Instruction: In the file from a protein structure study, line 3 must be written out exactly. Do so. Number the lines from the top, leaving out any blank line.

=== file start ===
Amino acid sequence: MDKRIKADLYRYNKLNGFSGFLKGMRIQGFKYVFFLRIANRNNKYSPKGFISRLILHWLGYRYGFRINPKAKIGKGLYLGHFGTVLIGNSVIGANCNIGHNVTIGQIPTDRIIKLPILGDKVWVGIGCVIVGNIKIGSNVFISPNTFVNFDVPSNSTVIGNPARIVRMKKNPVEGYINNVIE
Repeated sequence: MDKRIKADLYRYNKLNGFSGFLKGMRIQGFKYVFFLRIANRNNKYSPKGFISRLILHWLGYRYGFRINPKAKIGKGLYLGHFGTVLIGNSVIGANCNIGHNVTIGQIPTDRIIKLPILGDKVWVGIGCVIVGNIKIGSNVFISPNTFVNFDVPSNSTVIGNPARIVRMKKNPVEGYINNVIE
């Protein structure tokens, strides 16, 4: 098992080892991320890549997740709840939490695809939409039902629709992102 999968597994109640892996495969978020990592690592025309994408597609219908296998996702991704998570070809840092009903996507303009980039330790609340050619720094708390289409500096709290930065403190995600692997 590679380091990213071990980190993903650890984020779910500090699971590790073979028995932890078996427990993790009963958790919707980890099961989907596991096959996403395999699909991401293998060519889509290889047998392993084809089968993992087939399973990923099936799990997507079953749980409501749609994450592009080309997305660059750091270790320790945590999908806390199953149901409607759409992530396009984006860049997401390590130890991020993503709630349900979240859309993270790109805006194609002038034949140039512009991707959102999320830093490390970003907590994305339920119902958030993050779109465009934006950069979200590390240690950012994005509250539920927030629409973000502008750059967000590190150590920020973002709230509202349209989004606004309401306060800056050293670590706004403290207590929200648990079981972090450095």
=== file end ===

């Protein structure tokens, strides 16, 4: 098992080892991320890549997740709840939490695809939409039902629709992102 999968597994109640892996495969978020990592690592025309994408597609219908296998996702991704998570070809840092009903996507303009980039330790609340050619720094708390289409500096709290930065403190995600692997 590679380091990213071990980190993903650890984020779910500090699971590790073979028995932890078996427990993790009963958790919707980890099961989907596991096959996403395999699909991401293998060519889509290889047998392993084809089968993992087939399973990923099936799990997507079953749980409501749609994450592009080309997305660059750091270790320790945590999908806390199953149901409607759409992530396009984006860049997401390590130890991020993503709630349900979240859309993270790109805006194609002038034949140039512009991707959102999320830093490390970003907590994305339920119902958030993050779109465009934006950069979200590390240690950012994005509250539920927030629409973000502008750059967000590190150590920020973002709230509202349209989004606004309401306060800056050293670590706004403290207590929200648990079981972090450095």